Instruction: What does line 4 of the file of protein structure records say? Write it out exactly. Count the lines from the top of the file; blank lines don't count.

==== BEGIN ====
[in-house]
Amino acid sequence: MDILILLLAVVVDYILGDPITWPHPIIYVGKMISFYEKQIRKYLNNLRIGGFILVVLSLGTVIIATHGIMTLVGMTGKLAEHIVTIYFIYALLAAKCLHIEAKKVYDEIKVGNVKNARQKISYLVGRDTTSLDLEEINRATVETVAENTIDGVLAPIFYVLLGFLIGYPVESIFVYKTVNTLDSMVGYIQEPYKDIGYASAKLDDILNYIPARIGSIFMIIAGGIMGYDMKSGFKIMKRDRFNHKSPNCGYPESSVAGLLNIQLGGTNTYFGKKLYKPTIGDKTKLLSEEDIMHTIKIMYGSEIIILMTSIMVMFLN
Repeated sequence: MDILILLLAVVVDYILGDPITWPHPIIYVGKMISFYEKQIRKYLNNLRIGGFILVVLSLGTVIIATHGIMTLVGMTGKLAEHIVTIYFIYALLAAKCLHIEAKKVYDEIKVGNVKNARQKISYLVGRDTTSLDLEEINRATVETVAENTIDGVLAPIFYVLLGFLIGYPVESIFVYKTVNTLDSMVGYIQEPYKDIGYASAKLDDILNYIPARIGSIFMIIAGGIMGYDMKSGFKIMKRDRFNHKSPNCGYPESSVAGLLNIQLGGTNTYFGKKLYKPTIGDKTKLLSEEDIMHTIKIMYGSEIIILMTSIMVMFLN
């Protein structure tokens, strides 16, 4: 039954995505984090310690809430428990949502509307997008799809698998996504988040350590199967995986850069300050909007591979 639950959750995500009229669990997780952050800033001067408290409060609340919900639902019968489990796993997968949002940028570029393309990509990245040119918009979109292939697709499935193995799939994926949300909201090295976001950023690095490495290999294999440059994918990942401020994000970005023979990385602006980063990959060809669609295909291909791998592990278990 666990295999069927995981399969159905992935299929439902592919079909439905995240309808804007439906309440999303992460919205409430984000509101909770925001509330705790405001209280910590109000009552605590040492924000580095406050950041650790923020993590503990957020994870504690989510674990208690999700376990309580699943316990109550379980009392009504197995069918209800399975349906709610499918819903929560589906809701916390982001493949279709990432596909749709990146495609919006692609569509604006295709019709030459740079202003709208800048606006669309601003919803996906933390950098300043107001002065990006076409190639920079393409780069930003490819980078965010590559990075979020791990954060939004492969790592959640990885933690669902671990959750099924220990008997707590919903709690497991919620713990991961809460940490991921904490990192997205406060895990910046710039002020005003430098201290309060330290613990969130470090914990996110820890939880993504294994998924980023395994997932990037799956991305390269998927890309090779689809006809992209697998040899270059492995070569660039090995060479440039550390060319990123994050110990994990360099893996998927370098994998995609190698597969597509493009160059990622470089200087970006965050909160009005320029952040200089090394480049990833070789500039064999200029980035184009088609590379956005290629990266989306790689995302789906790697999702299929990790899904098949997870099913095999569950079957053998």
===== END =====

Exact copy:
């Protein structure tokens, strides 16, 4: 039954995505984090310690809430428990949502509307997008799809698998996504988040350590199967995986850069300050909007591979 639950959750995500009229669990997780952050800033001067408290409060609340919900639902019968489990796993997968949002940028570029393309990509990245040119918009979109292939697709499935193995799939994926949300909201090295976001950023690095490495290999294999440059994918990942401020994000970005023979990385602006980063990959060809669609295909291909791998592990278990 666990295999069927995981399969159905992935299929439902592919079909439905995240309808804007439906309440999303992460919205409430984000509101909770925001509330705790405001209280910590109000009552605590040492924000580095406050950041650790923020993590503990957020994870504690989510674990208690999700376990309580699943316990109550379980009392009504197995069918209800399975349906709610499918819903929560589906809701916390982001493949279709990432596909749709990146495609919006692609569509604006295709019709030459740079202003709208800048606006669309601003919803996906933390950098300043107001002065990006076409190639920079393409780069930003490819980078965010590559990075979020791990954060939004492969790592959640990885933690669902671990959750099924220990008997707590919903709690497991919620713990991961809460940490991921904490990192997205406060895990910046710039002020005003430098201290309060330290613990969130470090914990996110820890939880993504294994998924980023395994997932990037799956991305390269998927890309090779689809006809992209697998040899270059492995070569660039090995060479440039550390060319990123994050110990994990360099893996998927370098994998995609190698597969597509493009160059990622470089200087970006965050909160009005320029952040200089090394480049990833070789500039064999200029980035184009088609590379956005290629990266989306790689995302789906790697999702299929990790899904098949997870099913095999569950079957053998």